Despiteall these challenges, the fact that the vulnerable group constitutesof children, it is easier to change risk behaviors as parents andteachers have great influence on how this group’s behaviors, unlikeadults who cannot be controlled. The parents can control physicalactivities through initiating walks in the parks and encourage theirchildren to participate in games that involve running such as playingfootball. Also, in school teachers can stress the importance ofphysical exercises(Martin,Booth, Young, Revie, Boyter, Johnston, &amp Reilly, 2016).

PrinceGeorge’s County in an effort to fight this menace, in addition tostandard health services, it has various nutrition programs thatoffer educational programs on Recommended Dietary Allowances. Also,there is a Department of Social Service’s Emergency Food AssistanceProgram that helps in the distribution of food to the needy.Furthermore, the community offers long-term care, seasonal healthtips, mental health, family preservation, adoption, child protective,foster and health start program services which are provided to womenwho are pregnant to help them have and deliver healthy babies.Furthermore, there is Health Promotion, Wellness, and Evidence-BasedSelf-Management Programs. According to me, the county is doing thebest it can, but there is a gap about creating awareness. Very fewpeople use these services despite their presence this has resulteddue to lack of proper communication. The misconception that thesociety is educated, and people think from the rational point of viewhas contributed to ineffectiveness in the fight against obesity.Thus, I believe we need to use all social events like communitypolicing meetings, weddings, churches, and other venues to createawareness about these services.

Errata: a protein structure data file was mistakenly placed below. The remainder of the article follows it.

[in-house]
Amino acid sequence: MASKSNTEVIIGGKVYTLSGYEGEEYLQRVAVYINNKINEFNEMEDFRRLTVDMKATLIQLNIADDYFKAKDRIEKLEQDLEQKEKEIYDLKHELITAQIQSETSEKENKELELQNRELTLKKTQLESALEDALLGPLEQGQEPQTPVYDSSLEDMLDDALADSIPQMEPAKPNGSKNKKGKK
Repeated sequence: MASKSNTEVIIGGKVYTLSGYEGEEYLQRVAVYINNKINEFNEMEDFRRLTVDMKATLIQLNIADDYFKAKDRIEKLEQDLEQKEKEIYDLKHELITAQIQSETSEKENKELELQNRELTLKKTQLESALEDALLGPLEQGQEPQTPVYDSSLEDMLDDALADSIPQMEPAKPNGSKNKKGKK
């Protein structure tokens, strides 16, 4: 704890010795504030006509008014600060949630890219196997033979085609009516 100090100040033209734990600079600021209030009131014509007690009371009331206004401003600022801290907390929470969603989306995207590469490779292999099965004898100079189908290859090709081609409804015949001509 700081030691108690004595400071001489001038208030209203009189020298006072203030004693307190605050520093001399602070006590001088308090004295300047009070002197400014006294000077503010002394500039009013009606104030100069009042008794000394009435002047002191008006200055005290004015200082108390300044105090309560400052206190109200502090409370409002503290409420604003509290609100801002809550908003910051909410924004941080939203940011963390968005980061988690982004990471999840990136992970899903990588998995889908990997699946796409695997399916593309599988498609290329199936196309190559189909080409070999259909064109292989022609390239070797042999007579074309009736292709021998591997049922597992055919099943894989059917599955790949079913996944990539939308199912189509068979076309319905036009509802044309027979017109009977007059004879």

Officeof Disease Prevention and Health Promotion hopes that by 2020 peoplewill be healthy and there will be reduced chronic illness and risksthrough the consumption of healthy diets and maintaining fit bodyweights in children, youths, and adults. The office intends todecrease the number of children aged 6 to 11 years who had obesity by15.7% in 2020. Obesity in children has been correlated with highrates of diabetes mellitus, high blood pressure, and various cancers.Children are prone to obesity due to lack of physical exercises.Community nurses in collaboration with pediatricians can positivelyimpact the society through education and creation of awareness on theimportance of physical activities, health eating patterns, and dietsin maintaining a healthy society.

Summary

Thus,as a society, we have to create awareness and make sure that ourchildren have access to proper diets, in addition to doing exercises.Our community offers various programs, but they will be of no use ifpeople are not aware of them. Also, to achieve the Office of DiseasePrevention and Health Promotion’s target, we need to work togetherwith all members of society because even if the community nurses werewilling to rid the society of obesity issue and parents were not,their efforts would be in vain.

References

Aldous,&nbspM.&nbspB.(1999). Nutritional issues for infants and toddlers.&nbspPediatricAnnals,&nbsp28(2),101-105. doi:10.3928/0090-4481-19990201-06

Barker,&nbspC.,Francois,&nbspA., &amp New York Law School. (2012). Unsharedbounty: How structural racism contributes to the creation andpersistence of food deserts. Retrieved fromhttp://www.racialjusticeproject.com/wp-content/uploads/sites/30/2012/06/NYLS-Food-Deserts-Report.pdf

Dietz,W. H. (2016). Are we making progress in the prevention and control ofchildhood obesity? It all depends on how you look atit.&nbspObesity,&nbsp24(5),991-992.

HealthPeople.Org.(n.d.).Nutrition and Weight Status | Healthy People 2020.Retrieved fromhttps://www.healthypeople.gov/2020/topics-objectives/topic/nutrition-and-weight-status

Martin,A., Booth, J. N., Young, D., Revie, M., Boyter, A. C., Johnston, B.,&amp Reilly, J. J. (2016). Associations between obesity andcognition in the pre‐schoolyears.&nbspObesity,24(1),207-214.

Ogden,C. L., Carroll, M. D., Lawman, H. G., Fryar, C. D., Kruszon-Moran,D., Kit, B. K., &ampFlegal, K. M. (2016). Trends in ObesityPrevalence Among Children and Adolescents in the United States,1988-1994 Through 2013-2014.&nbspJAMA,&nbsp20,2292-2299.

Sameera,K., &amp Amar, K. (2012). Childhood Obesity: A Global Public HealthCrisis..Internationaljournal of preventive medicine,&nbsp3(1),1-7.

PrinceGeorge`s.(n.d.).CountyClick – County Click, Prince George`s County,Maryland. Retrieved fromhttp://countyclick.princegeorgescountymd.gov/

UnitedStates Census. (n.d.). Access Denied. Retrieved fromhttp://www.census.gov/quickfacts/table/PST045215/00